4. Maximize your Scrum Master role
The Scrum Master is the team advocate – someone who looks out for the team and removes obstacles that might stand in their way. They do this by adhering to the Scrum Values we talked about earlier, by helping everyone understand Scrum, and sticking to Scrum theory. And in short, they do everything in their power to create self-driven teams.
The original developers of Scrum, Jeff Sutherland and Ken Schwaber, recently joked during an interview that a Scrum team member complained that his Scrum Master rarely showed up for the Daily Scrum so they were not sure what they should be doing. The irony was that a self-driven team should know what to do if their Scrum Master is doing a good job! If your Scrum Master ca not skip out on the Daily Scrum without risking loss of focus or direction in the team, then there’s work to be done!
5. Enhance your Product Owner skills
Products that impress customers are likely to be the result of having a talented product owner on board. This is the person who represents the product itself, and who ensures the needs of all the different stakeholders are met.
Fully understanding the difference between the Product Owner and the Scrum Master is the first step. The Product Owner represents the stakeholders and ensures the team has a unified vision to create a great product. The Scrum Master, on the other hand, is the “caretaker” of the team and of the Scrum methodology.
Other steps for enhancing your Product Owner skills include:
- Grooming your backlog
- Creating a better product roadmap
- Spending time to create a truly compelling product vision (see below)
6. Create a compelling product vision
Successful products are developed by teams who are driven by a clear vision of where they are taking their product. When each team member, whether they come from marketing, development, or product management, is excited about the product, there is a certain unifying energy that drives everyone forward. There needs to be an overarching goal that everyone understands and supports – it is this common purpose, this team-wide belief – that serves to keep everyone motivated even when the going gets tough. It is what keeps everyone fully committed to putting in the time and energy.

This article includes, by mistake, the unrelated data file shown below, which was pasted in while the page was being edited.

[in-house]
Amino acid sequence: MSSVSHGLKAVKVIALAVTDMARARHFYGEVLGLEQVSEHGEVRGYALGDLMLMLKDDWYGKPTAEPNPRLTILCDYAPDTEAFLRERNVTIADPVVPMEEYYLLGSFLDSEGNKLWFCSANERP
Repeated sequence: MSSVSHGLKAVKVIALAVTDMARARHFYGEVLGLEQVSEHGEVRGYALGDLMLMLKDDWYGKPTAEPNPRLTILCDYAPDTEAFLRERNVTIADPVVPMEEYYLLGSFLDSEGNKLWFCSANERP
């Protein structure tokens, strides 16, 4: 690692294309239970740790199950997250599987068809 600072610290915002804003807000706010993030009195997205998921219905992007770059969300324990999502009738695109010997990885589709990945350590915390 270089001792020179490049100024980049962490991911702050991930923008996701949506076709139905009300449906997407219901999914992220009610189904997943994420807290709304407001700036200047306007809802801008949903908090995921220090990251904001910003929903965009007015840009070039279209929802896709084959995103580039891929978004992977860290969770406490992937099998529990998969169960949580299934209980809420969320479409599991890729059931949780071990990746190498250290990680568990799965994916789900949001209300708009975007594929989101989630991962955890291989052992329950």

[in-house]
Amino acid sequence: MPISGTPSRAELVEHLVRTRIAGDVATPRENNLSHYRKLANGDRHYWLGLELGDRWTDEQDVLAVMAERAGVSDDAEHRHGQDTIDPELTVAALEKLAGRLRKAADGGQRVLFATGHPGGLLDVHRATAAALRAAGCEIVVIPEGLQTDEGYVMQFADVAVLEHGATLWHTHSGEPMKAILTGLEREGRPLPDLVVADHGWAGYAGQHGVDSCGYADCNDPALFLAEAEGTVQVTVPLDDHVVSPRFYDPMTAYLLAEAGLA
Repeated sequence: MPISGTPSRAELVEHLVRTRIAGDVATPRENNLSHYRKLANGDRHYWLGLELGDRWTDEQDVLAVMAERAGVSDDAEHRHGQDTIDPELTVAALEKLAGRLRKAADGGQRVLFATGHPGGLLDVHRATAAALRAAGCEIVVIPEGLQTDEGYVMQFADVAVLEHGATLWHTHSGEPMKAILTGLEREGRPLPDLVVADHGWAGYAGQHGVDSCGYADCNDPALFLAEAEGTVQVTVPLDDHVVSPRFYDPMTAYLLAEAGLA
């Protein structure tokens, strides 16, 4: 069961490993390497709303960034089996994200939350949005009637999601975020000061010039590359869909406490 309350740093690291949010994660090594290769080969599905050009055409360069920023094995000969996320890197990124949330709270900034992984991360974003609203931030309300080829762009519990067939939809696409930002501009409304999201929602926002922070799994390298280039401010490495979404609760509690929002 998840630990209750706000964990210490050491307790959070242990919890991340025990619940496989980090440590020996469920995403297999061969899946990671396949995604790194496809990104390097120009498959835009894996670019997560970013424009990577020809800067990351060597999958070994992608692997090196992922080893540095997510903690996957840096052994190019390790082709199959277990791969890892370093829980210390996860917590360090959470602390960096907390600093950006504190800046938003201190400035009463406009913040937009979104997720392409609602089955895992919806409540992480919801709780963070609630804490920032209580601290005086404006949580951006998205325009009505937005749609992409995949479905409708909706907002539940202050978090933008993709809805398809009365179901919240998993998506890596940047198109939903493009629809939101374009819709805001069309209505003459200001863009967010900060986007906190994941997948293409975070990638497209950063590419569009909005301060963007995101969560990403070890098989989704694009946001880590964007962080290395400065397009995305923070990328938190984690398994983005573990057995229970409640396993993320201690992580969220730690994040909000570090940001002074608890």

Creating a compelling product vision starts with a thorough exploration of why you are excited about the product. It is possible that different team members have different reasons for why they’re excited. If that is the case, a shared vision must be determined.
There has to be some common ground upon which everyone can agree is what will pull them to work hard, be creative, and collaborate better. Here are a few examples of a shared vision that everyone on a team is likely to find meaningful:
- Help seniors to schedule medical appointments
- Help teens enjoy poetry
- Help warehouse managers keep their workers safer while on the job
Each of these visions are clearly defined, easy to relate to, and potentially very beneficial, especially when compared to the business goals they are paired with. The following “visions” are not very inspirational, although they are describing the same products as the examples above:
- Increase efficiency in a doctor’s office
- Grow a business by increasing their ad revenue
- Improve compliance at a manufacturing company
If you are inspired to level up and improve your Agile processes, these six ideas are only a start. For more ways to improve your Agile game, check out our other posts on Scrum. It is one of our favorite topics so you will find plenty to inspire you!